Investigators paint a picture of domestic violence in an affidavit supporting the arrest of a man accused of murdering his wife in Charlestown on June 27.
The body of Kelly J. Robarge, 42, was found in Unity on July 6. Police have charged her estranged husband, James R. Robarge, 43, with reckless second-degree murder. Though there is no information that Kelly Robarge ever sought help for domestic abuse, N.H. State Police Sgt. John Sonia wrote in court documents that her marriage had turned violent before her death.
Even if Kelly Robarge had sought help from a domestic violence advocacy center, client confidentiality laws do not allow advocates to share that information.
Domestic violence and sexual assault prevention advocates in the Monadnock Region warn of the seriousness of domestic violence.
“It’s a horrible thing having (Kelly Robarge’s death) be a reminder,” said Robin Christopherson, executive director of the Monadnock Center for Violence Prevention, a Keene-based advocacy and service group.
Christopherson and other advocates across the state know the dangers to victims leaving domestic violence situations and offer a variety of services to help each victim individually.
Christopherson said national statistics show that when victims get in touch with a domestic violence service right away, at the first signs of abuse, the number of deaths related to violence are reduced significantly.
Domestic violence is about control, said Peggy O’Neil, executive director of Wise, a Lebanon-based nonprofit agency that provides advocacy and crisis intervention services to victims of domestic violence and sexual abuse and stalking.
“Killing your spouse that you’ve been abusing is the ultimate final act of controlling her,” O’Neil said. “If the relationship is going to finally end, murder is a way to have a final act of control.”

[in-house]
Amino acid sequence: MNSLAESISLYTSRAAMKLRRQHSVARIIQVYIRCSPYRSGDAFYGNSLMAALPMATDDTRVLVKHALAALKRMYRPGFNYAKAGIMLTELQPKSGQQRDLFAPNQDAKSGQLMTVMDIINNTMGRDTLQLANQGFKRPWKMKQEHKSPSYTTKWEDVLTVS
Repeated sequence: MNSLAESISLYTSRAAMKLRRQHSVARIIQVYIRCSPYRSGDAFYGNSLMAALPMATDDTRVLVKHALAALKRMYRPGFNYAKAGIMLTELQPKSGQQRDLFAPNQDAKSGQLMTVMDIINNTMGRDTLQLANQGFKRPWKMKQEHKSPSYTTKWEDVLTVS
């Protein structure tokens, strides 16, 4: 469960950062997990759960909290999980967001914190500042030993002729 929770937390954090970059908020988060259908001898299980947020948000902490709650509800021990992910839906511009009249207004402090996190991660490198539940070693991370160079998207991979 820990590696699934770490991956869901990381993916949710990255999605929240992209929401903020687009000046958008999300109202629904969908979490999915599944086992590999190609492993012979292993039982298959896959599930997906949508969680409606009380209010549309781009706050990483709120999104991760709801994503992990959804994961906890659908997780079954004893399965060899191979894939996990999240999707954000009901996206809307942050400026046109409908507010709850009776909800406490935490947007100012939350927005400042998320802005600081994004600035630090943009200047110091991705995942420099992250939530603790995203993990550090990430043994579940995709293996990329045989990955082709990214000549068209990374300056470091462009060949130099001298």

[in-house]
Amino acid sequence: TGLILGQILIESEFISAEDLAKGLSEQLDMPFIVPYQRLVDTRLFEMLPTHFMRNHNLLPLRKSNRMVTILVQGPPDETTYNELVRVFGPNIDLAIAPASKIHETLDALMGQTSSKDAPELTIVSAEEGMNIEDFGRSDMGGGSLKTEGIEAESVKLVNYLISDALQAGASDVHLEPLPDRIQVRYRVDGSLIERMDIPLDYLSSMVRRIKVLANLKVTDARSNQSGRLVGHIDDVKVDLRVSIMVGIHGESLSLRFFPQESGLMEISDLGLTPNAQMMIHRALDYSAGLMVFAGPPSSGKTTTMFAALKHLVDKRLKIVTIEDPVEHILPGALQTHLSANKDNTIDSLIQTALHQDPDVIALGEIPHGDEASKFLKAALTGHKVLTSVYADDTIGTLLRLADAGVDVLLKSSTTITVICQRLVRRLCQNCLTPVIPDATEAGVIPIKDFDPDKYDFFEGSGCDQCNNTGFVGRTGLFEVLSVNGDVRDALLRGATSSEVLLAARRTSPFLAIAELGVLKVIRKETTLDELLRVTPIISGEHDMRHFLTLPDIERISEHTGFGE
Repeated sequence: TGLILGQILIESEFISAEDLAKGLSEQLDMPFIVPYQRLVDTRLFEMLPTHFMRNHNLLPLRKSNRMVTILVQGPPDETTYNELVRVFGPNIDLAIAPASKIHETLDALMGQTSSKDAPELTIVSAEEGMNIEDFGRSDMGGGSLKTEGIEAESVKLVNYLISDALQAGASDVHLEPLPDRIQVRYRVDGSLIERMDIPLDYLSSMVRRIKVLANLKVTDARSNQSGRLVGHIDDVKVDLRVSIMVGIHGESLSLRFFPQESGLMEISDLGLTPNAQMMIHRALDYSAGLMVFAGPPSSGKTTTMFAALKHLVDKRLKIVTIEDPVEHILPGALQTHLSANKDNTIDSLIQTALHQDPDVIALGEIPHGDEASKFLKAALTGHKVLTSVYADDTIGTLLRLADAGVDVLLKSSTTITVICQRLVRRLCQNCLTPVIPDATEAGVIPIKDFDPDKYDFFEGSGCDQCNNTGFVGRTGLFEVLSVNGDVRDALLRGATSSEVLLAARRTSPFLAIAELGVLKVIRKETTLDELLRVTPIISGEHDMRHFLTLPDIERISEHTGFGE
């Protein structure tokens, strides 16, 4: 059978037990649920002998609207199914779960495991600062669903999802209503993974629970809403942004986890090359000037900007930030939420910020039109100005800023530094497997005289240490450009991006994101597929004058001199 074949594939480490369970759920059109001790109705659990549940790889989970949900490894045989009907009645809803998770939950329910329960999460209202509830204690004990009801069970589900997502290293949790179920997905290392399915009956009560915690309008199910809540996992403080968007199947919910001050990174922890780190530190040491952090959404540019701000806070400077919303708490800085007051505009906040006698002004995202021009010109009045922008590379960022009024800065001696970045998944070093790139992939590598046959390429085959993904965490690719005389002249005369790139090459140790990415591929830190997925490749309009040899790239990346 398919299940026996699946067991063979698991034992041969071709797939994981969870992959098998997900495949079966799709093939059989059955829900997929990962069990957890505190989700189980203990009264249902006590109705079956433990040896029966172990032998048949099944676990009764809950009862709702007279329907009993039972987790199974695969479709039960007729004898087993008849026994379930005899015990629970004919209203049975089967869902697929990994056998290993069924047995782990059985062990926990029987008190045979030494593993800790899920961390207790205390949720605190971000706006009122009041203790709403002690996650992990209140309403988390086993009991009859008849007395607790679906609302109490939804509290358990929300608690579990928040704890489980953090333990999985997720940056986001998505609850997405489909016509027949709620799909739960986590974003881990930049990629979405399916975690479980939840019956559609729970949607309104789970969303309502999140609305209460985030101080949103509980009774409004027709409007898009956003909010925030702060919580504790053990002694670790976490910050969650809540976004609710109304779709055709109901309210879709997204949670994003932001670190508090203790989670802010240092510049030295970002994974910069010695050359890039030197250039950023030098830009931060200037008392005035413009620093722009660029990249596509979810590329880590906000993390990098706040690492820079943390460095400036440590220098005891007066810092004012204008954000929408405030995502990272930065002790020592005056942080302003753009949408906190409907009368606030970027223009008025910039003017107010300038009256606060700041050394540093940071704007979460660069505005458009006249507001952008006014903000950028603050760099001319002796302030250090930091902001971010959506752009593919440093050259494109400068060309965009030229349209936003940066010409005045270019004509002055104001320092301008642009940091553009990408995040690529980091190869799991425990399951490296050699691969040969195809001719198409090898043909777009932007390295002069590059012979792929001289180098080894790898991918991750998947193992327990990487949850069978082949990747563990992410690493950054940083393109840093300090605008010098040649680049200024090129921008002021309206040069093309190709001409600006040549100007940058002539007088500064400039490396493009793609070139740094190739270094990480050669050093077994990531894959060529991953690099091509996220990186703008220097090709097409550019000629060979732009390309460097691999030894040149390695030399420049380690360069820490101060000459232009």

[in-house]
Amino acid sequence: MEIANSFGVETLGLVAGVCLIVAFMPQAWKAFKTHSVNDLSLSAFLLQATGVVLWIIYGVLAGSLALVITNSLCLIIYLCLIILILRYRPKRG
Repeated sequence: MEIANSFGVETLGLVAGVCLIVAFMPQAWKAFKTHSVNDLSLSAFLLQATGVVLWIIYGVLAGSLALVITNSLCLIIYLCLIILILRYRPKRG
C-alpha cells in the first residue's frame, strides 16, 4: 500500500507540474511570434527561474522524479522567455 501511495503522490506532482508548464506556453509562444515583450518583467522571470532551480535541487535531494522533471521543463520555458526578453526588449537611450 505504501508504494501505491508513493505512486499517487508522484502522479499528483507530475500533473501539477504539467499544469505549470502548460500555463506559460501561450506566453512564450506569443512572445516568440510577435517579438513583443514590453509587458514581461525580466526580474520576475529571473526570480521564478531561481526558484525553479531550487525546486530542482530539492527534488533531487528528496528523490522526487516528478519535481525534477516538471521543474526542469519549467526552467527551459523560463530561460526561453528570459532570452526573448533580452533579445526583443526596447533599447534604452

In the Robarge case, Sonia wrote in court documents that Kelly Robarge told a friend that James Robarge had recently became verbally abusive, pushed her and put his hands around her throat. Kelly told her friend that James prevented her from leaving her Charlestown home and kicked her car, leaving dents, according to Sonia’s affidavit. Kelly told her friend that James was controlling, verbally and physically abusive, the documents detail.
On the day Kelly Robarge went missing, she filed divorce paperwork in court. She told her friend in the past that her husband had threatened to kill her by putting her in a wood splitter if they separated and she filed for divorce, Sonia wrote.
It is estimated that 166,131, or 33.4 percent, of women in New Hampshire have experienced physical assault by an intimate partner, according to statistics from the N.H. Coalition Against Domestic and Sexual Violence.
When victims start to experience such violence and want to get away, there are several options to help them, said Jan Richards, a direct service coordinator for the Monadnock Center for Violence Prevention, which is one of 14 service centers in the state that are part of the coalition.
Those options, or safety plans, are crafted based on the victim’s situation, because every case is different, Richards said. Since the victim knows her abuser the best, Richards said the advocates work closely with victims to make a plan.
Some plans call for a safe escape from the abuser, like leaving when the abuser is not around. This can include leaving while out on a routine walk, Richards said. Instead of going the usual route, the victim could walk in a different direction to get away safely.
She said some plans involve family and friends, who can help the victim stash money and documents needed to make a successful escape. If a victim can’t stay with a family member, there is a safe, confidential emergency center in Keene for victims to stay temporarily. There are about 10 additional safe shelters for women and children across the state.
Domestic violence killings in both New Hampshire and Vermont, not far from where Robarge lived, have been alleged. Last year, Natalie Perriello, a Lebanon High School teacher, was shot to death in her Grantham home and her husband, James Perriello, is charged with second-degree murder.
In 2010, Rodrick Lavoie fatally shot his wife, Bettina Lavoie, before killing himself in their Charlestown home. Just last week, Christopher Sharrow of Pittsford, Vt., was charged with killing his girlfriend, 32-year-old Kristen Parker.
Richards said anyone in the region experiencing abuse can call the Monadnock Center for Violence Prevention’s free, confidential 24-hour crisis hotline at 1-888-511-MCVP (6287) to get help, or visit the office located in the basement of the Cheshire County Court House in Keene, Monday-Friday, between 8 a.m. and 4 p.m.
The Valley News of Lebanon contributed to this report.